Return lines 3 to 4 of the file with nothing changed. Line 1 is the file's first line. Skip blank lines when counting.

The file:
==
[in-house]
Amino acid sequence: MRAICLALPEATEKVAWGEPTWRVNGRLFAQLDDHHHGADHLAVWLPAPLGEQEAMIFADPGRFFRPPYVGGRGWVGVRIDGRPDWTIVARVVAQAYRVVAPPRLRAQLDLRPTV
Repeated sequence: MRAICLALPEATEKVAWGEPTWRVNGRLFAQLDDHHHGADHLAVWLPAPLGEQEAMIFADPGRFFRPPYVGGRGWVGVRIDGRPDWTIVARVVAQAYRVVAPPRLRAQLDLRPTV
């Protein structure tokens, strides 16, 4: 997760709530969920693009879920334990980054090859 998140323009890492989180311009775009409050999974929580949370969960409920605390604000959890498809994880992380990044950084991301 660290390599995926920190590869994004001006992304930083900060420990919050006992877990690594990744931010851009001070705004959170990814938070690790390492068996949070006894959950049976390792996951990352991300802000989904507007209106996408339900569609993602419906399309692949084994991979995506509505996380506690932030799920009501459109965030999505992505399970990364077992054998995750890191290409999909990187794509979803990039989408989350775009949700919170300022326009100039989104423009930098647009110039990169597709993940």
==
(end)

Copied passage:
Repeated sequence: MRAICLALPEATEKVAWGEPTWRVNGRLFAQLDDHHHGADHLAVWLPAPLGEQEAMIFADPGRFFRPPYVGGRGWVGVRIDGRPDWTIVARVVAQAYRVVAPPRLRAQLDLRPTV
């Protein structure tokens, strides 16, 4: 997760709530969920693009879920334990980054090859 998140323009890492989180311009775009409050999974929580949370969960409920605390604000959890498809994880992380990044950084991301 660290390599995926920190590869994004001006992304930083900060420990919050006992877990690594990744931010851009001070705004959170990814938070690790390492068996949070006894959950049976390792996951990352991300802000989904507007209106996408339900569609993602419906399309692949084994991979995506509505996380506690932030799920009501459109965030999505992505399970990364077992054998995750890191290409999909990187794509979803990039989408989350775009949700919170300022326009100039989104423009930098647009110039990169597709993940």